David Laitin (Stanford University), Daniel Posner (UCLA)
[appeared in APSA-CP: The Comparative Politics Newsletter 12 (Winter 2001)]
In recent years, ethnic fractionalization has emerged as a central variable in quantitative analyses of outcomes ranging from economic growth rates (Easterly and Levine, 1997) and the quality of governance (La Porta et al, 1999) to ethnic conflict (Kay et al, 2000) and the frequency of coups d’etat (Londregan and Poole, 1990). Almost all such analyses employ, either alone or in combination with other measures, the same measure of ethnic fractionalization. This index, called ELF (for Ethno-Linguistic Fractionalization), is available for 129 countries – indeed, its broad coverage is the principal reason for its widespread adoption – and reflects the likelihood that two people chosen at random will be from different ethnic groups. It is calculated using the Herfindahl concentration formula from data compiled in a global survey of ethnic groups published in the Atlas Narodov Mira (1964) and subsequently included in Taylor and Hudson (1972).
Users of the ELF index have analyzed their results, to their peril, without any regard to the constructivist findings in the literature on ethnicity. Constructivist findings would make the standard ELF index suspect for four different reasons.
First, the users of the ELF index assume that a country’s degree of ethnic fractionalization is fixed, analogous to its topography or its distance from the equator. To the extent that a country’s boundaries do not change, it is assumed, its ELF score should remain constant. Constructivist theories of ethnicity, however, would compel us to challenge this assumption. They would lead us to expect changes in the level of ethnic fractionalization over time, as people over generations assimilate, differentiate, amalgamate, break-apart, immigrate and emigrate.
Take the case of Somalia.
It used to be said that Somalia was a lucky country because the colonialists had happened to draw the boundaries right and thus there was only one tribe in Somalia, divided up merely into clans. But then in the late 1980s the country fell apart, and suddenly we started hearing about the deep divisions between clans and sub-clans.
At independence, Isaaqs (from former British Somaliland) and Hawiyes (from former Italian Somalia) insisted they spoke the same language, and any survey of linguistic diversity undertaken at the time would have reflected this. In recent years, however, Isaaqs have begun consciously differentiating their speech forms from those of the Hawiyes as part of an attempt to justify recognition for their secessionist republic – much as Croat and Serb intellectuals and linguists have done over the past fifteen years in the Balkans (Greenberg, 2000). A linguistic survey conducted today would thus produce a quite different accounting of linguistic divisions in both former Yugoslavia and former Somalia.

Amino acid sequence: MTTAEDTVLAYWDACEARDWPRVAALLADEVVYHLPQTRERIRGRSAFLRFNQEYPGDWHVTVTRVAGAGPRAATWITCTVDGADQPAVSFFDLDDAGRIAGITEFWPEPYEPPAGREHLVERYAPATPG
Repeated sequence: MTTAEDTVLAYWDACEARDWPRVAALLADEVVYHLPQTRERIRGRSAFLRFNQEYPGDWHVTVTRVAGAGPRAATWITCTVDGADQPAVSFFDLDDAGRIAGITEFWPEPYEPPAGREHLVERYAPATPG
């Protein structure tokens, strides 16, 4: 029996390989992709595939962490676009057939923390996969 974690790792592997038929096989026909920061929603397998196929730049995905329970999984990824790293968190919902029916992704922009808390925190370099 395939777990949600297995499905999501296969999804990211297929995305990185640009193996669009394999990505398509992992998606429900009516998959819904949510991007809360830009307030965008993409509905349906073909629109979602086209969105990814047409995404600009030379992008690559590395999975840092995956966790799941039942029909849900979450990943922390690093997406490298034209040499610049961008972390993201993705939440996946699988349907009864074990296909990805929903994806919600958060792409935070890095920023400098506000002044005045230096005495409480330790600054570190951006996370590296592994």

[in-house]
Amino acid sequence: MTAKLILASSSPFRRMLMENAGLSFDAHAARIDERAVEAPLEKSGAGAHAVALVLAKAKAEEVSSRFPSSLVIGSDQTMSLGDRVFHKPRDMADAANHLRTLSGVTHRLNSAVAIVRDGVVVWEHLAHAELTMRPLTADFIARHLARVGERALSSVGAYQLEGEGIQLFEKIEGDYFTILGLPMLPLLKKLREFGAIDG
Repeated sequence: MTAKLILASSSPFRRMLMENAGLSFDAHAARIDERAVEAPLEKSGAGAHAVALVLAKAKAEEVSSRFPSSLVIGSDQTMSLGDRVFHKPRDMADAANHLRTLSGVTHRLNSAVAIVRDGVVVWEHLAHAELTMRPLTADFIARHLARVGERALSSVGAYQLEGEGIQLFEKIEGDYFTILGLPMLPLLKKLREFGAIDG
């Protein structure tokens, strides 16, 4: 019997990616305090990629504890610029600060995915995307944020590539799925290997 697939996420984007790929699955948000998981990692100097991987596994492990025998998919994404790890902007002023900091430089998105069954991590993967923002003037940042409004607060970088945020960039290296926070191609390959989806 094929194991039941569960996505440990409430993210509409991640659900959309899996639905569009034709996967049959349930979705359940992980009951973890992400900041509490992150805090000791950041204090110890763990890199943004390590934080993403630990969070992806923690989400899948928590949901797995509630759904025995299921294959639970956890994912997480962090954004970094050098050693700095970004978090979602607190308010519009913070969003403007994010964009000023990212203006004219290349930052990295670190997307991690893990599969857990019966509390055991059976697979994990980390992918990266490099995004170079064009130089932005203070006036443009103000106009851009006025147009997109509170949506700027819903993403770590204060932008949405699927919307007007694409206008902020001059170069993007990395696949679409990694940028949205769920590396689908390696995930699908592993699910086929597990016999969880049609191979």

Clan distinctions in Somalia have undergone a similar metamorphosis. With the decline of the dictatorship of Mohammed Siyaad Barre in the late 1980s, what had previously been considered one of the most ethnically homogeneous countries in Africa became severely divided by inter-clan fractionalization, with a concomitant change in the level of aggregation that is considered appropriate by political analysts. Studies of Somalia in the 1960s that focused on clan-based divisions tended to concentrate their analysis at the highest level of division (the clan family), of which there are three.
But amid the fractionalization caused by the civil war that broke the country apart a decade ago, more recent analyses have tended to emphasize distinctions among clans and even sub-clans. Thus, due to the civil war, a survey of ethnic fractionalization today would yield a substantially larger number of clans (and a correspondingly higher fractionalization index value) than one undertaken forty years ago. Contrary to the assumptions of most users of the ELF index, levels of ethnic fractionalization in Somalia have been dynamic over time, not stable givens of the landscape. Constructivist findings would thus seem to demand that fractionalization scores be provided over a time series to accommodate such changes.
The message that I would take from this is that when things fall apart, as in Black Hawk Down-era Somalia, to survive anarchy, people tend to go, as Tom Wolfe would say, Back to Blood. Family ties are the most likely default system for organizing for self-defense.
On the other hand, in a better ruled country, there are multiple ways to construct social ties, and the more they criss-cross, the more stable the country. On the other other hand, peoples that are used to stability and impose high standards of fair play upon themselves are ripe for exploitation by outsiders from chaotic lands where family ties are the basis for all organization. Think of, say, what Lake Wobegon would be like after Somali refugees had a couple of generations to get themselves organized.